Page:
We did two loops. The first was north of the road and the second was south of the road. That is why on Day 4 you see a split in the mileage, because we finished the first loop and started the second loop. The first loop was in the lower foothills along tundra, knee-high scrub, dense Alder bush and pine trees, and then the Toklat River gravel bar. The second loop was primarily along open, rocky creek areas, non-technical glacial, and gravel bars. The second loop proved to have minimal brushy areas, which was welcomed. While I will detail each day and the units, we were all asked to not provide specific information as to our camping areas or specific routes. Denali National Park prides itself on minimizing impact on the environment, which is commendable.

3. Have an expectation that you will absolutely get wet. Yeah, we all read the book by Ike Waits. We knew that his advice was to find the closest puddle and jump in it. But, somehow I think we, optimistically and unrealistically, were hoping that somehow we could avoid getting completely soaked. His advice was spot on. Find a puddle and jump in it. In fact, lie down in it and do the snow angel thing in it. Because if you are planning to spend any amount of time in the backcountry (and in our instance 7 days), I almost guarantee that you will get soaked. It will either be from the rain that always seems to be lurking around every turn of the creek or over every saddle- or- it will be from the endless river crossings that you will tackle. Plan to get wet. Fix it in your mind. Know that it will happen. And just enjoy the experience.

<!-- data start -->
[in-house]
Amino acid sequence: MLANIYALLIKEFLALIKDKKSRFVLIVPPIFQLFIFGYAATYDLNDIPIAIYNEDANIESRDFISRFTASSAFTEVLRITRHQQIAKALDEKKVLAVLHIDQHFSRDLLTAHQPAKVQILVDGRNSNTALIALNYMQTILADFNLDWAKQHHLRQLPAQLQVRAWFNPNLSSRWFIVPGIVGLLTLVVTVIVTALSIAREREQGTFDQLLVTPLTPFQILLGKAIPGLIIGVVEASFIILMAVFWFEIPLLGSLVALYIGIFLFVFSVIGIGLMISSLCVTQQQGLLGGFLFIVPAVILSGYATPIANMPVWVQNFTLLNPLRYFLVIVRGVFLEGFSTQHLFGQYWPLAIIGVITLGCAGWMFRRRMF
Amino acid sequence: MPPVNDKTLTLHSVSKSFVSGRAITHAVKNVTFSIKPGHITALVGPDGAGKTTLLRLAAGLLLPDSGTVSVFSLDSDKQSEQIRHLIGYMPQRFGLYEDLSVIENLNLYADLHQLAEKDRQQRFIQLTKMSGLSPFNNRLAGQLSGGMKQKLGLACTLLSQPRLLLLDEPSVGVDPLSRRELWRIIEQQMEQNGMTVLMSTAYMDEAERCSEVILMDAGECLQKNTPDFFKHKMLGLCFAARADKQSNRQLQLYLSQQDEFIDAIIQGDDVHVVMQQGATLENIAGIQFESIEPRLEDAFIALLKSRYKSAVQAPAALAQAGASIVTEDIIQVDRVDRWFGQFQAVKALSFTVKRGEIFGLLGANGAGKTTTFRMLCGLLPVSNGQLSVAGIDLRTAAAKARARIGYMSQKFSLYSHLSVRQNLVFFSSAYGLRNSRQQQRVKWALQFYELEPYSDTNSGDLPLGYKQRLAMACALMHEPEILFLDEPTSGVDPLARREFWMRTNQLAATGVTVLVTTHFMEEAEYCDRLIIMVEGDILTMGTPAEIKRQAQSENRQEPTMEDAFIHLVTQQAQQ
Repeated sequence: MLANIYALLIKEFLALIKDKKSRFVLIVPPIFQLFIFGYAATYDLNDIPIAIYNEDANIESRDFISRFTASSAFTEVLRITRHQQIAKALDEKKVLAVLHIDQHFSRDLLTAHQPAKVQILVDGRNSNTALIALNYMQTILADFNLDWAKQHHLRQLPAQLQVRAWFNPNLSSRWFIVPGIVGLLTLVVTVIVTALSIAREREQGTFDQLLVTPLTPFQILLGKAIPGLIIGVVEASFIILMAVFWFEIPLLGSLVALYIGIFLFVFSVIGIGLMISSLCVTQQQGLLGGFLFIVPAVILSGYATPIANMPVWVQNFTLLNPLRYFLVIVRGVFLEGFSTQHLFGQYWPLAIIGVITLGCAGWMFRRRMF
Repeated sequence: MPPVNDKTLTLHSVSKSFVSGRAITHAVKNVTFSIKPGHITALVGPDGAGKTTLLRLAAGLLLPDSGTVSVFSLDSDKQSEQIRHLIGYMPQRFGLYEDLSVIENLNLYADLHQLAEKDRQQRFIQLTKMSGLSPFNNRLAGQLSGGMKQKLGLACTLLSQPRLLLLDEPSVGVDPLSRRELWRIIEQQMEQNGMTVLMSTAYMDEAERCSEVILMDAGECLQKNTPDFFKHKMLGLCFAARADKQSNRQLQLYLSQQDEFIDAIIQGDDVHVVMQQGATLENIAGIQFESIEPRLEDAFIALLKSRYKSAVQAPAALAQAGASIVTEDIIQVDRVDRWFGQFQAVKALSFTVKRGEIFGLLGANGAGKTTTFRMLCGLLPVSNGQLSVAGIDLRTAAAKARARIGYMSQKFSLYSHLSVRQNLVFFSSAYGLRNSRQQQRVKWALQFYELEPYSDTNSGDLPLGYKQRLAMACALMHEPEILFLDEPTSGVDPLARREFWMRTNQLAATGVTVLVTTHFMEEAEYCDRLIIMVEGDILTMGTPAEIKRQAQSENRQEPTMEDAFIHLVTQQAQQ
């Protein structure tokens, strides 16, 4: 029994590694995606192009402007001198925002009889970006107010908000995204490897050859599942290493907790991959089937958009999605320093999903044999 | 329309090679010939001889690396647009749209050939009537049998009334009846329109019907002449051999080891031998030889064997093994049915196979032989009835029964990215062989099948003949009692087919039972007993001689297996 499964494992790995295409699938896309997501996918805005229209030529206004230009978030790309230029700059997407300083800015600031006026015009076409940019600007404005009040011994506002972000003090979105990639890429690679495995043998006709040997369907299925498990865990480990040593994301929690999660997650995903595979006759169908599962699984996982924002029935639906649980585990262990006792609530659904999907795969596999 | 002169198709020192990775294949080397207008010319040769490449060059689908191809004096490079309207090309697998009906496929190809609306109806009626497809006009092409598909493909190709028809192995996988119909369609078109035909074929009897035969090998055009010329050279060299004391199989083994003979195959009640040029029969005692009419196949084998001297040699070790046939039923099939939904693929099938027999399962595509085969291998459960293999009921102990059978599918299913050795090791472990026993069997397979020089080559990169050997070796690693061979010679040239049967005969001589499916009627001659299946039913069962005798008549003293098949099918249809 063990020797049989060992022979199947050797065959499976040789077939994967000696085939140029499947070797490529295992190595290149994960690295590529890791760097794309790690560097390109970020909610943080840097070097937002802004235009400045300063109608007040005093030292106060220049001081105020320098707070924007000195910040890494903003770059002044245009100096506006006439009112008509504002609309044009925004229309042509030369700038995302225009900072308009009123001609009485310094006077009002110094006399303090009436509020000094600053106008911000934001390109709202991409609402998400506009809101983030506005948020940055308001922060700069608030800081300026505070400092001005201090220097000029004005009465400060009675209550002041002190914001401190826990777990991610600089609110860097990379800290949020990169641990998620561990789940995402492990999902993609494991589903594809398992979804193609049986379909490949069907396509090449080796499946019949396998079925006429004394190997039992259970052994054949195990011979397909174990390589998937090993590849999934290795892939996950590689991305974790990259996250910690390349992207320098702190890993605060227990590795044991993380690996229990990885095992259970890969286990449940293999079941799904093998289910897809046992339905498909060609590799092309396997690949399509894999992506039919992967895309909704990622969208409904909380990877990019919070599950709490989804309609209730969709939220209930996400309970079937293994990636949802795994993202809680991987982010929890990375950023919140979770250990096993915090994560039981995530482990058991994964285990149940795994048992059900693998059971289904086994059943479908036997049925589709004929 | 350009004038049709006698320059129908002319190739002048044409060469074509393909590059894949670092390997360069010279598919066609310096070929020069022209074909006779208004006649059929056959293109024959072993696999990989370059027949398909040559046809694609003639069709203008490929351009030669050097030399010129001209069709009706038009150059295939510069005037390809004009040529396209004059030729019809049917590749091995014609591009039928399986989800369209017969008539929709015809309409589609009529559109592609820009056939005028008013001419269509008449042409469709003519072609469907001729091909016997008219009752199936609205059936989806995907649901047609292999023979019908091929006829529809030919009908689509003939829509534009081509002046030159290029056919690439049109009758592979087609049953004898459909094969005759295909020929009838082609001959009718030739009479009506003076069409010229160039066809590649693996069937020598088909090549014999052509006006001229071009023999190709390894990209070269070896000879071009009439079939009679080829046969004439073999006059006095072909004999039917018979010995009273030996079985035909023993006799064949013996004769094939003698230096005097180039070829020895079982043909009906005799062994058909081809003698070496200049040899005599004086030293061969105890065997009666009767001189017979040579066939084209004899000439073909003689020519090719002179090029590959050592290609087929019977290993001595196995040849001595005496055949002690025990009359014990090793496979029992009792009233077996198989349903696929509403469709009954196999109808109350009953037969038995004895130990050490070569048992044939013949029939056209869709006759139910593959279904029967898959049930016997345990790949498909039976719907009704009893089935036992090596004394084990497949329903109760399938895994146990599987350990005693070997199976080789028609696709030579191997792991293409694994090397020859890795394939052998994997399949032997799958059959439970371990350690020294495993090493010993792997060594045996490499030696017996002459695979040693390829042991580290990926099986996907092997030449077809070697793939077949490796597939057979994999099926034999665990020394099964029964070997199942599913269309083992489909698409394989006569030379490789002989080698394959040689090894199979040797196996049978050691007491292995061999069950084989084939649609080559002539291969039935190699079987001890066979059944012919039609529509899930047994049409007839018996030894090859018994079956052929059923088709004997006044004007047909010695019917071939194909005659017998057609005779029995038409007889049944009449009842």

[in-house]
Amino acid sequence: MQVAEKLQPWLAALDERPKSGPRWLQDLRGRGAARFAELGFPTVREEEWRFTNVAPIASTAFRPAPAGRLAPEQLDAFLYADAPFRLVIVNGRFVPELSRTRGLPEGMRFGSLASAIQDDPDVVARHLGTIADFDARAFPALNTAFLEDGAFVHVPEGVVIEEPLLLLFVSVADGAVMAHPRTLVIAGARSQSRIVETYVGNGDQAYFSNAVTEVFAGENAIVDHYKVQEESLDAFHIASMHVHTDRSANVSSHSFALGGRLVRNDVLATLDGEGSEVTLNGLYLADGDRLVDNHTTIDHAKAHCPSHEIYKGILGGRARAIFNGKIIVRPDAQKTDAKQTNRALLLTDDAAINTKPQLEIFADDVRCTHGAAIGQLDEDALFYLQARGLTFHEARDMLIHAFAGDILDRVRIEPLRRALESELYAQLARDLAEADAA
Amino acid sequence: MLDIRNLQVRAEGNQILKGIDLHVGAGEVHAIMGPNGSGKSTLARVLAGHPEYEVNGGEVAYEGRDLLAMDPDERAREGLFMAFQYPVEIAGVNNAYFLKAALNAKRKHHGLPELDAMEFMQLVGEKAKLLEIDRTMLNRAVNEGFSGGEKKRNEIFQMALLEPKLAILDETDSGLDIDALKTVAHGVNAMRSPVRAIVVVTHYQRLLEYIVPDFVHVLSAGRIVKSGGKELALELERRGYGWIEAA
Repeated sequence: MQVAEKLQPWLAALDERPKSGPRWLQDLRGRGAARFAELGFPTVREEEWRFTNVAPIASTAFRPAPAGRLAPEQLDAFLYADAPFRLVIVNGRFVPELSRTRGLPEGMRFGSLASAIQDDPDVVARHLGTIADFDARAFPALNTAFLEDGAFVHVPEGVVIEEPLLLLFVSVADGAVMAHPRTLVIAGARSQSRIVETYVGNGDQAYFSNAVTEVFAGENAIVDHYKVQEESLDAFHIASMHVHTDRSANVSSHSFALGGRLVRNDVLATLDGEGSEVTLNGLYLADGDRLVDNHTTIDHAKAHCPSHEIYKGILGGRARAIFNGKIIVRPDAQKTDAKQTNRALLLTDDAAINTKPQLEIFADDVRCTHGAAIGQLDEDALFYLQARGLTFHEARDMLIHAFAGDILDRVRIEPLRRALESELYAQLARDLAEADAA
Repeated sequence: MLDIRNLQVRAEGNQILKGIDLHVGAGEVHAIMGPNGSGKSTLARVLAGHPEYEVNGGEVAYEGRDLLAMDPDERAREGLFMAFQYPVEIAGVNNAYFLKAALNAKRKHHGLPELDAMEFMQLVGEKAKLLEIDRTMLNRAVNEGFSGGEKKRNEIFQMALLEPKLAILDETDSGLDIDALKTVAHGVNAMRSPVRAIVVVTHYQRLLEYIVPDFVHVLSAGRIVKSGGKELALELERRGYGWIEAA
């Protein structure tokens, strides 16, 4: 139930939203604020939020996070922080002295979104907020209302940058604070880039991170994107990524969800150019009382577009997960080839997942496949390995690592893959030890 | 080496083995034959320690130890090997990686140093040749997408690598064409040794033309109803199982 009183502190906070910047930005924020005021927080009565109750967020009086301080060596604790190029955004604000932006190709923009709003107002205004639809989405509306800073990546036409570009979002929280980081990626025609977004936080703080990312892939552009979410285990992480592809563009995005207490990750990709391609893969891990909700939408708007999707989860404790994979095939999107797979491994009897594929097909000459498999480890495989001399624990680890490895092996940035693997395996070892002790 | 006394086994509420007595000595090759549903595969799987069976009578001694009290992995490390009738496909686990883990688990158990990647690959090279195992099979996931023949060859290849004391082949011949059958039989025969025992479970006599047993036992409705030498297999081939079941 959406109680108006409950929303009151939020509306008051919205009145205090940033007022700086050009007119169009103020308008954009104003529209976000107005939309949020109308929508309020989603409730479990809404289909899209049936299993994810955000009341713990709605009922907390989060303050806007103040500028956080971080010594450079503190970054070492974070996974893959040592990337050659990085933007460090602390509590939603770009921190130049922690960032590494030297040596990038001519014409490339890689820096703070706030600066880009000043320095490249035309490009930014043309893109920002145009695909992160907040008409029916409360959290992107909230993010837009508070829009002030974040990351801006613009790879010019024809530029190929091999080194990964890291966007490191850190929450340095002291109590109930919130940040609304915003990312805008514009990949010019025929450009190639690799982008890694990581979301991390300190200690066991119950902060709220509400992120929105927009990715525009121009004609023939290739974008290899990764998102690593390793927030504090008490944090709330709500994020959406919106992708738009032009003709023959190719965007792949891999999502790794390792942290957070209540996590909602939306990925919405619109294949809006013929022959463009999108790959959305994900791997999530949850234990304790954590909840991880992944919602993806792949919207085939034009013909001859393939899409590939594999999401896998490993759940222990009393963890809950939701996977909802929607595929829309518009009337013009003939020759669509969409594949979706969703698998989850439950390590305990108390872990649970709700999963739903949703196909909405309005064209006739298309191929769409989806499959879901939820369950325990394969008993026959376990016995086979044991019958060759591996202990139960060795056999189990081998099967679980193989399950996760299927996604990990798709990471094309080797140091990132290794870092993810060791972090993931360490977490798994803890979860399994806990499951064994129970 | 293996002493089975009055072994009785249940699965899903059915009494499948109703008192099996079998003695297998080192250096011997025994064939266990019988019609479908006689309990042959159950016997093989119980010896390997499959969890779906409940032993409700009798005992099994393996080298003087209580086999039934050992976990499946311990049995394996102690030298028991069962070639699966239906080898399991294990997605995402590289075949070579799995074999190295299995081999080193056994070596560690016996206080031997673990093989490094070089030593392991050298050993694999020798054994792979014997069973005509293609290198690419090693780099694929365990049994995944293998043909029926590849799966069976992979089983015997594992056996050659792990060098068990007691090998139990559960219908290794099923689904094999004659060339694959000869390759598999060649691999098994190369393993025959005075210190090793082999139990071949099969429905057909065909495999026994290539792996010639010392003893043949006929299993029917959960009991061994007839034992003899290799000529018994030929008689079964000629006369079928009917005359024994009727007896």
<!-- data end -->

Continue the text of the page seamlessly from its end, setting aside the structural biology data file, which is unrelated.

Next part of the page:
4. Everything is harder in Alaska. Despite the significant amount of experience that each of us brought into this trip… Denali was tough. There was a point during Day 7 when we finally came to the conclusion that Alaska was out to get us… was always trying to get the upper hand… was trying to give us the big middle finger. There wasn’t anything that was easy. Not having trails was difficult due to the terrain. Intermittent to continuous rain with cool temps was taxing. Crossing braided rivers took time and required patience. And every time that we could see our final destination for the day… there were more obstacles to getting there than we could imagine. If it wasn’t going over one ridge line only to see the next ridge line with dense bush in the way… then it was seeing the gravel bar and river from 700 feet up but having to fight a couple of miles of dense Alder. And all of that in the rain. I am not crying here… just stating a fact- when you backpack Denali and you cover a few dozen miles over a many days you will find it to be a “take no prisoner” experience. Your feet will hurt… will be wrinkled from being soaked… and you will have blisters. We all did. This isn’t to say that you won’t have an absolute blast… because you will. It is amazing and life-changing. Just go in with proper expectations.